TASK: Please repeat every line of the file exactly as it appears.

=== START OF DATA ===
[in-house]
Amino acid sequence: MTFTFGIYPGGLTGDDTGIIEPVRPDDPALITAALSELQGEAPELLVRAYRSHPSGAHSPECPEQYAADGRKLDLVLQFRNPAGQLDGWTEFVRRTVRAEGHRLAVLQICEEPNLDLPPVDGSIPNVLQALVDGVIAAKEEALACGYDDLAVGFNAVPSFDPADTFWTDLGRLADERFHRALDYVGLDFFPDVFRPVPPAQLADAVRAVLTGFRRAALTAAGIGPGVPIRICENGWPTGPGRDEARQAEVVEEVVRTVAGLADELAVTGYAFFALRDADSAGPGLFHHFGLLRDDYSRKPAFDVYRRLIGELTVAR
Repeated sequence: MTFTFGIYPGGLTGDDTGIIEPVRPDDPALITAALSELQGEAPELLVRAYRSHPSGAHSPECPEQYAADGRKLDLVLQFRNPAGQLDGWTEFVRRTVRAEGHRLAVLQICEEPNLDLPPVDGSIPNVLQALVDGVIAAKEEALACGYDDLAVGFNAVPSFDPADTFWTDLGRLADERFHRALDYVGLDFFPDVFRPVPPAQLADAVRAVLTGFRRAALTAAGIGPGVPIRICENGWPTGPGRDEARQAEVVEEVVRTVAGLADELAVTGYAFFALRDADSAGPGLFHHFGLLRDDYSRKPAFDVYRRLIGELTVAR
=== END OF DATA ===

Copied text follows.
[in-house]
Amino acid sequence: MTFTFGIYPGGLTGDDTGIIEPVRPDDPALITAALSELQGEAPELLVRAYRSHPSGAHSPECPEQYAADGRKLDLVLQFRNPAGQLDGWTEFVRRTVRAEGHRLAVLQICEEPNLDLPPVDGSIPNVLQALVDGVIAAKEEALACGYDDLAVGFNAVPSFDPADTFWTDLGRLADERFHRALDYVGLDFFPDVFRPVPPAQLADAVRAVLTGFRRAALTAAGIGPGVPIRICENGWPTGPGRDEARQAEVVEEVVRTVAGLADELAVTGYAFFALRDADSAGPGLFHHFGLLRDDYSRKPAFDVYRRLIGELTVAR
Repeated sequence: MTFTFGIYPGGLTGDDTGIIEPVRPDDPALITAALSELQGEAPELLVRAYRSHPSGAHSPECPEQYAADGRKLDLVLQFRNPAGQLDGWTEFVRRTVRAEGHRLAVLQICEEPNLDLPPVDGSIPNVLQALVDGVIAAKEEALACGYDDLAVGFNAVPSFDPADTFWTDLGRLADERFHRALDYVGLDFFPDVFRPVPPAQLADAVRAVLTGFRRAALTAAGIGPGVPIRICENGWPTGPGRDEARQAEVVEEVVRTVAGLADELAVTGYAFFALRDADSAGPGLFHHFGLLRDDYSRKPAFDVYRRLIGELTVAR